Monday, September 28, 2009

Pink Mountaintops @ The Rickshaw Theatre -- 09/27/09

It's a shame when an otherwise awesome show get ruined by outside forces. Like shitty venues. If I never go back to the Rickshaw Theatre, it'll be too soon. Located just off Main & Hastings, the crazies were out in full force as we waited an hour after doors were supposed to open to be let in. Once inside, it was none too impressive. A converted movie theatre, it looked more like an old warehouse with a stage and seats. But who cares how it looks, right? As long as it sounds good? Well, no such luck in that category either. The sound was murky and echoy, and seemed to drop in and out. It didn't help that there was a myriad of technical problems, at least at the start of Pink Mountaintops set, and at one point a tech guy was fiddling with something mid-song, causing ear piercing feedback. I know Vancouver needs all the venues it can get, especially now, but.... no thanks.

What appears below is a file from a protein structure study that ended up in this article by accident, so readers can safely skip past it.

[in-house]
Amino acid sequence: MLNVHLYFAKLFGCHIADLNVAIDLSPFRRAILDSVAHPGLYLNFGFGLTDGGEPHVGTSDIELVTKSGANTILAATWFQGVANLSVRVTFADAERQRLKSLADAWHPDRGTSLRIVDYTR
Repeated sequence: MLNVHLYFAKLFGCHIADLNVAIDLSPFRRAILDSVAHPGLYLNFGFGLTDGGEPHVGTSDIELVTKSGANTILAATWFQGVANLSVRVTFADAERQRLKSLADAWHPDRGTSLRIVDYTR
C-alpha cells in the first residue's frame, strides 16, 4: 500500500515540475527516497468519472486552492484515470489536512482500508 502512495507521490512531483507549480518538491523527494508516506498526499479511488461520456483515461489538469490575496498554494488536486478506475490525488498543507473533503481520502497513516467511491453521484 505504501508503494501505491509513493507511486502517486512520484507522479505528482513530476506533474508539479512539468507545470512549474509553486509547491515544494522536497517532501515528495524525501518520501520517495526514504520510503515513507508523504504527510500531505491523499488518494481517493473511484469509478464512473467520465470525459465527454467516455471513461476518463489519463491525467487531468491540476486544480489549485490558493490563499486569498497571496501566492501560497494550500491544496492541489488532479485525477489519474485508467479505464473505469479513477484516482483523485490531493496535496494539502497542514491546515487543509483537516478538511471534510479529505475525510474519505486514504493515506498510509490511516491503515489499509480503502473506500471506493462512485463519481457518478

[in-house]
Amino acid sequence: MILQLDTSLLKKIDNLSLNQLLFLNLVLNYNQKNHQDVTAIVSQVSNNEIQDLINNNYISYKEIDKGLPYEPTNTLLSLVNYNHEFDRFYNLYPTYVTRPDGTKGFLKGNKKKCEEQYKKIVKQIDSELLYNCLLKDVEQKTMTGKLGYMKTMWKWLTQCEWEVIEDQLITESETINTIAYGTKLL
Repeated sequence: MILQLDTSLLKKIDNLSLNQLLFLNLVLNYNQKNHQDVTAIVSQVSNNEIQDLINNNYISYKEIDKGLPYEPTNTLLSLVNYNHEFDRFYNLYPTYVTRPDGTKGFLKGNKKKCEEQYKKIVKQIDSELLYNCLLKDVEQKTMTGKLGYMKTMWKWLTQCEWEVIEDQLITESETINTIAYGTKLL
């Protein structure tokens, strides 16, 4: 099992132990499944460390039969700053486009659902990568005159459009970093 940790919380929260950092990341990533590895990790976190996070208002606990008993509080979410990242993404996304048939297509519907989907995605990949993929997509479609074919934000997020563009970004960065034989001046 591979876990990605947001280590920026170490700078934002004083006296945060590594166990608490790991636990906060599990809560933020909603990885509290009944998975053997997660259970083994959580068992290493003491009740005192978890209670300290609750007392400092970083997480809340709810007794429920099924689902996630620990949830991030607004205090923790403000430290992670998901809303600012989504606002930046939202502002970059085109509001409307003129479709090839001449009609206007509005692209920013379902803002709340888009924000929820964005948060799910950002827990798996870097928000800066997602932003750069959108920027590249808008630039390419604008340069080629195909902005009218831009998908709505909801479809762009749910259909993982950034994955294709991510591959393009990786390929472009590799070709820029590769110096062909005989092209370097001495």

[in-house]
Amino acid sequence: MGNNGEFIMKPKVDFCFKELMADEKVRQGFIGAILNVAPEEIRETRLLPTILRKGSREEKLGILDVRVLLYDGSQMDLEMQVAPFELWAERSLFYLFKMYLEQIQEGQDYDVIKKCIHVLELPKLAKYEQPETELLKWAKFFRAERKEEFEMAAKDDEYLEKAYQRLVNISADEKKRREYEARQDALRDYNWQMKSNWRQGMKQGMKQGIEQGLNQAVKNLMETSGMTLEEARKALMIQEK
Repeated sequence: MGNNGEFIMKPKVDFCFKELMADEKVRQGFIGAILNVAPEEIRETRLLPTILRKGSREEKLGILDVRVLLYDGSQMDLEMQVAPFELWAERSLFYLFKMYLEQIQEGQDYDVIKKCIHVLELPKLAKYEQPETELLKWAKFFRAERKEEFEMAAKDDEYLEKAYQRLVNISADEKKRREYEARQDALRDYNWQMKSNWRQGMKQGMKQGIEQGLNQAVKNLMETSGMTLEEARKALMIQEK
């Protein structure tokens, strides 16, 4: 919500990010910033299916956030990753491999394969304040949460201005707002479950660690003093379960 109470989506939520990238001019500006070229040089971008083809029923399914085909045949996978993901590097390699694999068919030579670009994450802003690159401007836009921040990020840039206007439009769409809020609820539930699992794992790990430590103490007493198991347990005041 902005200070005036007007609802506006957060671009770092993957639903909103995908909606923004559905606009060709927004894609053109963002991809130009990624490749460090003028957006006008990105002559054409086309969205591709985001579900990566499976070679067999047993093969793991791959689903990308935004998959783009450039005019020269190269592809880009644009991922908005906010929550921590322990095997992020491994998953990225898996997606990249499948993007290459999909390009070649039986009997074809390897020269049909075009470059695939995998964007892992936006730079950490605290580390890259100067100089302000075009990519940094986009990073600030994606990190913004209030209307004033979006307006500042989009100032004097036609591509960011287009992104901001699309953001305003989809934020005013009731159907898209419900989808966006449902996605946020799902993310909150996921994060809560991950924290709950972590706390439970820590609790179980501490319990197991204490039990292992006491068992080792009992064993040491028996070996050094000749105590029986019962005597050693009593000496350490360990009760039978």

But enough ranting about the venue, onto the show itself. The first of the all-Vancouveronian show was The Pack A.D., and boy, do they know how to put on a fucking rock show. The garage blues duo, consisting of singer/guitarist Becky Black and drummer Maya Miller, were all energy and blew the roof off (and given the venue, it wouldn't surprise me if that literally happened). The only reservation about them is a lot of their songs are kinda... similar; a fact they they jokingly acknowledge when introducing songs. I had heard a fair amount of them on CBCR3, but never really had any inclination to look into them any further. I'm not sure if that has changed, but I would probably not hesitate to see them live again.